You can ask her to slow down, to show you something again, to re-explain. I'm sure as an experienced teacher she will be more than happy to do that.
But you have to *actively listen* to the explanations (not, as many of my students try, stare at the ceiling until the noise goes away), *ask* pertinent questions, and try to make a change in how you approach things.

Back to top Profile Email
Joe Tag
Joined Aug 28, 2014
Posts: 102

Other Topics
Posted:Apr 28, 2006 3:40:20 PM

Beth and Victoria have given you good advice.
On your own, also try to find a supplemental text book. What level of math (what year of math; High School or Freshman Level College) Math is it? If it is Pulbic School (Jr. High or High School ) do a google search of Math Texts and YOUR GRADE/LEVEL ). Go to the publishers web-site to get more information on an an additional supplemental (extra) textbook.
I.E. ABLonman, A-W (Addison-Wesley), Harcourt Brace Jovanovich, Prentice Hall, and see what they have. Ask other schools what text they are using for your grade. You might want to find another tutor ( a few years older than you) for Math only. Good luck.
Signed, Joe Tag (Kean University, Union, New Jersey, USA ) .

--- end ---

Back to top Profile Email
A person
Joined Apr 22, 2005
Posts: 119

Other Topics
Posted:Apr 28, 2006 6:31:30 PM

I will certainly not get a new tutor! I'm actually getting it for the first time in my life, so I will stick with her even though she makes me tense. Thanks for the advice Victoria. By the way, I finished all of the phonics books.

Back to top Profile Email
A person
Joined Apr 22, 2005
Posts: 119

Other Topics
Posted:Apr 28, 2006 6:35:48 PM

Oh and by the way, to even for a moment entertain the thought of arguing with my grandmother, will automatically land a slap across the face! Scotch Irish women mean buisness.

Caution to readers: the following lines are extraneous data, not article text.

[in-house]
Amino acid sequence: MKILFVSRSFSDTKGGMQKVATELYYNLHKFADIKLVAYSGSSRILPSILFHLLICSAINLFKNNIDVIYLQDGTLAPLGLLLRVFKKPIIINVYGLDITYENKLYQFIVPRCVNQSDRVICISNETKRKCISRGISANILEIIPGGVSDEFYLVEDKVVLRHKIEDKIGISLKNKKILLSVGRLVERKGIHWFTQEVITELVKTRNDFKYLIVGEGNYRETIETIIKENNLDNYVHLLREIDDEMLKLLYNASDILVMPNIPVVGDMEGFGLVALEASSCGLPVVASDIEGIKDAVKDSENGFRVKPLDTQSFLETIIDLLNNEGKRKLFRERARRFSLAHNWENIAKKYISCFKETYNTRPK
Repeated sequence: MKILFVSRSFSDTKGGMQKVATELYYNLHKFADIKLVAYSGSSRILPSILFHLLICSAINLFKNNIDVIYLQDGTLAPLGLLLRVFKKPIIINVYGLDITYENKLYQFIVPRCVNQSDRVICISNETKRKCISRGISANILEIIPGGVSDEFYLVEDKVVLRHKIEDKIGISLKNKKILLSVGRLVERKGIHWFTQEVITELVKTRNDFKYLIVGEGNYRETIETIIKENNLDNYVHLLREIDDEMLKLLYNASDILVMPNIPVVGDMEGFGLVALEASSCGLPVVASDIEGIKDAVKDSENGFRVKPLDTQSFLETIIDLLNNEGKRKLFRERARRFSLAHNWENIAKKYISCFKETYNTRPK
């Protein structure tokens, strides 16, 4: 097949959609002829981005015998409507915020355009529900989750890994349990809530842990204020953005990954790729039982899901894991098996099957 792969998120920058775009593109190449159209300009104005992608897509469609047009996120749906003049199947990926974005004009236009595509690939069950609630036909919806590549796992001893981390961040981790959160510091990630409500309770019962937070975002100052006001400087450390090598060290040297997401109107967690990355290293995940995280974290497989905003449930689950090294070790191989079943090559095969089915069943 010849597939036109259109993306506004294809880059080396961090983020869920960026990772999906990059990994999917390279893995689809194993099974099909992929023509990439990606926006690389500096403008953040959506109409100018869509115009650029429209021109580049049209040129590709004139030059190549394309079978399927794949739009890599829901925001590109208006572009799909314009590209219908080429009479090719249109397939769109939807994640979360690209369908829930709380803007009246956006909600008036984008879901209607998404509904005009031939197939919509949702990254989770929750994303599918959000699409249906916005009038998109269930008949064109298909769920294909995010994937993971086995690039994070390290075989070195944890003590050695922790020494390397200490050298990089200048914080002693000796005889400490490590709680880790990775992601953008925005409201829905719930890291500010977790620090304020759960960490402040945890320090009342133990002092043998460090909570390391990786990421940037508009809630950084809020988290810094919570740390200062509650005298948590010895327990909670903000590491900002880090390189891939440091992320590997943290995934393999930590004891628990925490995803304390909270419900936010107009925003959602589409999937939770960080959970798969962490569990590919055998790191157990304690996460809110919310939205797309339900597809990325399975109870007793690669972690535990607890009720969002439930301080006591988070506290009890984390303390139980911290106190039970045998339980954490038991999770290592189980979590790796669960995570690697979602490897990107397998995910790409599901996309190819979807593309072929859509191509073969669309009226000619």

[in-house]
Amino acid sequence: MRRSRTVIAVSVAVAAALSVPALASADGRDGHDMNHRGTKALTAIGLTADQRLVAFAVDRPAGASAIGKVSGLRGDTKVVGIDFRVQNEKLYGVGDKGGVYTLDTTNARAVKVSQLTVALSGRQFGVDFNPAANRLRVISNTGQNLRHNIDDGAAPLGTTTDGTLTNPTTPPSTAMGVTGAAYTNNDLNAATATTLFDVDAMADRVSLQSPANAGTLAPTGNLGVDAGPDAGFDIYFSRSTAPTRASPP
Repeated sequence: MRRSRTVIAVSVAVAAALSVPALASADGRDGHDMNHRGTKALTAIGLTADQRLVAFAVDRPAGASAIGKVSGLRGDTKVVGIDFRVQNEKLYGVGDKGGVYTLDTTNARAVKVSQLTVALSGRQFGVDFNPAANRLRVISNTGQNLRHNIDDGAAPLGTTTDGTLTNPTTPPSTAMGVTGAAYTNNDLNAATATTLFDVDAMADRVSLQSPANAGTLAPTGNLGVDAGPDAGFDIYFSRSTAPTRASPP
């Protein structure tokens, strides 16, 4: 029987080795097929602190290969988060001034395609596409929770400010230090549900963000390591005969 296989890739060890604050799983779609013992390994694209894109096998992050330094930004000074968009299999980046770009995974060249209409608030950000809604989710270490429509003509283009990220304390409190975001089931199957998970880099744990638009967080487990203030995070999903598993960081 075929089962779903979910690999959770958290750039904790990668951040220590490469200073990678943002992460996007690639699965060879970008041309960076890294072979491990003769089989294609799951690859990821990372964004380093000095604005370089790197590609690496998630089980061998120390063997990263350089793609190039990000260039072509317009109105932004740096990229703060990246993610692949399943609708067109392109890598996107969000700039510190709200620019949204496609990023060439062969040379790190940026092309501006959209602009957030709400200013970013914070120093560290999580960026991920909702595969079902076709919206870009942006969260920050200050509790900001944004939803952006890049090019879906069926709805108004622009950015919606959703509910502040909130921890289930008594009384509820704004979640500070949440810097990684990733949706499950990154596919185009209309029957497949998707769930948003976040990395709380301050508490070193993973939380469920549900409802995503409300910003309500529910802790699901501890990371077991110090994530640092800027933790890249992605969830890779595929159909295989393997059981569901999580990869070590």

Back to top Profile Email
victoria
Joined Jun 13, 2003
Posts: 1784

Other Topics
Posted:Apr 28, 2006 9:05:43 PM

Hey, guess what my background is? Canadian Scottish with a dash of Irish and a quarter Dutch. Pig-headed is far too mild a word for my family.

Good work on those phonics books, Now I hope you are *applying* what you saw there -- reading more, figuring out new words, working on spelling . . . .

I would recommend *against* getting modern math texts. They tend to be presented in a very confusing manner. If you want supplementary math texts, look at Schaum's or the old texts I recommended above.

Back to top Profile Email
Joe Tag
Joined Aug 28, 2014
Posts: 102

Other Topics
Posted:Apr 29, 2006 11:19:43 AM

I suggest asking others at other schools / colleges what texts are being used. For instance, to supplement a text at Kean University, you can check with Montclair State University, and William Paterson University
(all in New Jersey, USA).

Quote "victoria":


I would recommend *against* getting modern math texts. They tend to be presented in a very confusing manner. If you want supplementary math texts, look at Schaum's or the old texts I recommended above.

Back to top Profile Email
Joe Tag
Joined Aug 28, 2014
Posts: 102

Other Topics
Posted:Apr 29, 2006 11:20:24 AM

IF you don't ask questions, you won't get an answer.

Back to top Profile Email
socialworker
Joined Aug 14, 2006
Posts: 9

Other Topics
Posted:Aug 14, 2006 3:31:00 AM

Yes, it is normal for tutors to lose patience with their students. Some tutors may have a difficult time explaining other ways for their students to understand a mathematical problem. It's a learning experience for the tutor to figure out your learning style, in order to find the best way to explain or help you solve a math problem. It's always helpful if you know ways that you understand how to solve the math problem. May I ask what kind of math are you dealing with? There's different ways to explain how to solve a problem based on the type of math it is.

Back to top Profile Email